Op-Ed: Caroline Champa ’20 on Freshman Year at Conn College

Caroline Champa, Editor-in-Chief

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  • Carolina Champa ’20 shows off her dorm room at Conn.

  • Carolina Champa ’20 (second from front right) poses in a team picture with the Connecticut College tennis team.

  • Carolina Champa ’20 (second from front left) poses in a team picture with the Connecticut College squash team.

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I had always imagined the perfect fall semester at college: a nice roommate, in-person classes, sports practices, and hanging out with friends. This dream changed drastically as the pandemic of our senior year carried into the fall of 2020. The global pandemic was far from over. 

While different from my dreams, my freshman year at Connecticut College has been quite positive and certainly one for the books. As the School’s Class of 2021 prepares to graduate and move into college, take comfort in the knowledge that you are well prepared for what will be a “more normal” first-year college experience. 

I embarked on my new journey on August 29, 2020, with the car packed full of stuff required of every college freshman; including masks, hand sanitizer, and a thermometer—three items I never thought I would need for college. After arriving on campus, I checked in, took a COVID-19 test, signed their honor pledge, and moved in. 

As the end of my first year at college draws near, it feels like yesterday that I squeezed my dad tight and said my goodbyes. I had no idea when I would see him again or what was ahead in a world turned upside down by the pandemic. 

While challenging at some points, Conn enforced a set of rules to ensure the health and safety of the community. Masks were worn at all times, unless you were in your room, eating meals, or showering. Students were discouraged from traveling off-campus for non-essential reasons. Traveling out of state for any reason resulted in a two-week quarantine or 4 negative COVID-19 tests.  There was plenty to keep track of beyond the normal worries about class assignments and the traditional freshman concerns. 

I embarked on my new journey on August 29, 2020, with the car packed full of stuff required of every college freshman; including masks, hand sanitizer, and a thermometer—three items I never thought I would need for college.”

In the movies, freshman year is all about socializing with your peers, eating meals, making memories with your roommates, none of which any of us could do for the first few weeks. Meals were take-out only, and in-person events were delayed until the community achieved “level yellow status,” a complex combination of active Covid cases on campus and rules required of everyone in the Conn College community.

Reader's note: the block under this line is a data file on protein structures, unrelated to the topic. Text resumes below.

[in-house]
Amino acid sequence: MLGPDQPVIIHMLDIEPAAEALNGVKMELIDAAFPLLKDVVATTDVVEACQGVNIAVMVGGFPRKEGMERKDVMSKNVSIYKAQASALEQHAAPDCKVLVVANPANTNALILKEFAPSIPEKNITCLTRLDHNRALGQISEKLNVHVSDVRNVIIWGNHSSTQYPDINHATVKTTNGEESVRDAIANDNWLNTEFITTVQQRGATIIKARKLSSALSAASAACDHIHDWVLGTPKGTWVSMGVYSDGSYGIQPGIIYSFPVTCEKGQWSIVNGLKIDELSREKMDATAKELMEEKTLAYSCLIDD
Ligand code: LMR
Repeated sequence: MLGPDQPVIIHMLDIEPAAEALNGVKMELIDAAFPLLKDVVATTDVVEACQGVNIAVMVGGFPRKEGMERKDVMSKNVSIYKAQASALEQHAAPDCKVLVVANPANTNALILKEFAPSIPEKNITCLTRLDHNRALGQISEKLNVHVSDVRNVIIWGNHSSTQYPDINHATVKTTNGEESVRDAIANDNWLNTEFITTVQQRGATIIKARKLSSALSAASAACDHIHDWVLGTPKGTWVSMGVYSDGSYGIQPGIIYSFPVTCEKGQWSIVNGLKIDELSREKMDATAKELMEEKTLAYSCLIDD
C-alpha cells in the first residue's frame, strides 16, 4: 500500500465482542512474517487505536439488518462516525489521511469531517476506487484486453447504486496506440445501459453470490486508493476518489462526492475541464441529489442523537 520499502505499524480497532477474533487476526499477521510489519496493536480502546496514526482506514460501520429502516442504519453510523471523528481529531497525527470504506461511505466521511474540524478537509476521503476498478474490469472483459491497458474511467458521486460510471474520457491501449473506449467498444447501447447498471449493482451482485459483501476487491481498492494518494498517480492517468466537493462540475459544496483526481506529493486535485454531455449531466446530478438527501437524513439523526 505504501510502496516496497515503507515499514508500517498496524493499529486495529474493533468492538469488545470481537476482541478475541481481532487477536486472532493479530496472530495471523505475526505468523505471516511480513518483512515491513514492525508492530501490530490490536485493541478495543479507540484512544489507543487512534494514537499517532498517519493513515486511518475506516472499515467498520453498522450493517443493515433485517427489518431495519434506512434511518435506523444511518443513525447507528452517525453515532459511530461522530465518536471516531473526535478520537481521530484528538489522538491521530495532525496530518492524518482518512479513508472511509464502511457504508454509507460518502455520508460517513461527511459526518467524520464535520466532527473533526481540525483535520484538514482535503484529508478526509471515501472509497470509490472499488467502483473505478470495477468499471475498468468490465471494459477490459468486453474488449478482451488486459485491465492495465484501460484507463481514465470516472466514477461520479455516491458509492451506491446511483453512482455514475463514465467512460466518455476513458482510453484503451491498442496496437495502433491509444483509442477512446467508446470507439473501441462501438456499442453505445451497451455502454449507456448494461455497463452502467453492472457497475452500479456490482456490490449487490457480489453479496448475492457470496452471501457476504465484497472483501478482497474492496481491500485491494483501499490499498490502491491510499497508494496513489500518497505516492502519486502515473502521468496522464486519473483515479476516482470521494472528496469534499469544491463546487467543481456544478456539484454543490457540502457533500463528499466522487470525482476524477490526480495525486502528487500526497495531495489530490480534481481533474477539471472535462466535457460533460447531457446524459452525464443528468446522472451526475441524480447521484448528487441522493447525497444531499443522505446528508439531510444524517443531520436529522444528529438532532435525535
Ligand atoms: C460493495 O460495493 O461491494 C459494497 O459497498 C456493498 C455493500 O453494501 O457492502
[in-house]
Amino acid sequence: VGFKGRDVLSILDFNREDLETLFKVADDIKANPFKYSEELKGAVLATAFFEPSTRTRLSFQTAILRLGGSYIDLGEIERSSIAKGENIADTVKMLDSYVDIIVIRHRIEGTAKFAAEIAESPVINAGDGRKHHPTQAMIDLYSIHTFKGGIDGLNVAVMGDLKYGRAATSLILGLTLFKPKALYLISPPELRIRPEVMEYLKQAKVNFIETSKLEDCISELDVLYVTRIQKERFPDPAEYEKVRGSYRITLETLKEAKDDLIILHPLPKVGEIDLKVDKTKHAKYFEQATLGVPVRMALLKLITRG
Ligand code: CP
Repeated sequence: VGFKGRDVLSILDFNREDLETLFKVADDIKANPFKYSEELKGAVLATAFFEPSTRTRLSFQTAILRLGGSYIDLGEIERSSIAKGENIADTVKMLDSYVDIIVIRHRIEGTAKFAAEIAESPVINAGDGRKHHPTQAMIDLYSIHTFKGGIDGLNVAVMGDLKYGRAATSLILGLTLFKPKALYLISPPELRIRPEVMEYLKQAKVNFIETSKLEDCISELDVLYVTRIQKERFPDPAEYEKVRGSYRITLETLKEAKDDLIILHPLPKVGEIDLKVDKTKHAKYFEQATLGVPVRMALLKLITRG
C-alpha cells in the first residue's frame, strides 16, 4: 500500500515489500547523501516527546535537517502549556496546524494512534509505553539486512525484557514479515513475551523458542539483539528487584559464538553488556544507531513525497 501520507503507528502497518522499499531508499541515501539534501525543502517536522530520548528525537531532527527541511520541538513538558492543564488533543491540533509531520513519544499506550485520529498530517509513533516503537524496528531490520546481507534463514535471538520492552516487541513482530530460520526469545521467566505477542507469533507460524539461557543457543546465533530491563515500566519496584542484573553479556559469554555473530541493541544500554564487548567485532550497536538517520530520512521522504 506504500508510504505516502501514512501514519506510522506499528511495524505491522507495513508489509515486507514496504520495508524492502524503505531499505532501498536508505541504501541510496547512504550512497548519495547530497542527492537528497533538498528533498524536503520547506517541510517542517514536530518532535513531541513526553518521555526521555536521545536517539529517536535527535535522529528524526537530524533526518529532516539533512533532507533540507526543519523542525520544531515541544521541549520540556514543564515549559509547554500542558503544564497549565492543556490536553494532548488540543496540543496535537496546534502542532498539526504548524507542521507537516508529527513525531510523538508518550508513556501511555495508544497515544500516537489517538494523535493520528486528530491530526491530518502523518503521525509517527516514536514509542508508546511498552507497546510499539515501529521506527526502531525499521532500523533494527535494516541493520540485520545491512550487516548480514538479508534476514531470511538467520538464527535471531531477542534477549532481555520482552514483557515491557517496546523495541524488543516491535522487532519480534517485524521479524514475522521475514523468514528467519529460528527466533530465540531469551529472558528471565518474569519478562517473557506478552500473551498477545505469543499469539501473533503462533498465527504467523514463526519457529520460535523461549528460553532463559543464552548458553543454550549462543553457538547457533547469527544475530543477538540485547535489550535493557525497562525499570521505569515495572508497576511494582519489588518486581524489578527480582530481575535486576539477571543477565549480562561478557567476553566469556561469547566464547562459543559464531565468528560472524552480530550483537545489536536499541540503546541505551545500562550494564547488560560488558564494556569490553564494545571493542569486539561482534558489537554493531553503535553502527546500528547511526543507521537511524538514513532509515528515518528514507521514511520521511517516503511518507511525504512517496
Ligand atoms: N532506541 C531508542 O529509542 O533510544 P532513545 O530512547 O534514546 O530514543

I asked classmates to go for walks around campus to make friends. In October, tennis and squash practices allowed me to replace my tears with smiles. I often thought of the caring community at Brimmer and missed my old friends and teachers. Change is hard, but Conn is now my home. 

My typical fall day would include one to two Zoom classes a day, two sports practices, and two weekly COVID-19 tests. The routine was becoming comfortable and I felt like I was at Brimmer again: going to school, sports, and then homework, I was happy. 

November came quickly and soon I moved home for the extended winter break, not to return until February. As a homebody, being home was fun but after a while, I would not wait to come back. 

This spring semester has gone by in a blink of an eye! 

I joined the Eye-to-Eye Chapter, a club for students with learning differences. When in-person activities resume in the fall, we will travel to an art room in the New London community to do fun art projects with sixth-graders. We will also share our stories and experiences of coping with learning disabilities. 

Athletics resumed competition in April, so I was able to participate in tennis and squash matches on the weekends. On-campus activities were limited due to the pandemic, so weekend competitions made my days more exciting. 

While the results from this season were not what we hoped for, the experience was incredible. The women’s and men’s teams were very supportive of one another and the level of competition provided new challenges that I have been wanting to experience. 

The college announced the return to in–person classes for the fall of 2021. I am excited for my sophomore year, a time when my classmates from the class of 2024 can have a somewhat back-to-normal college experience and a year to further explore interests as I need to declare my major at the end of next year.   

Editors’ note: Caroline Champa ’20 served as Co-Editor-in-Chief of The Gator for the 2019-2020 academic year.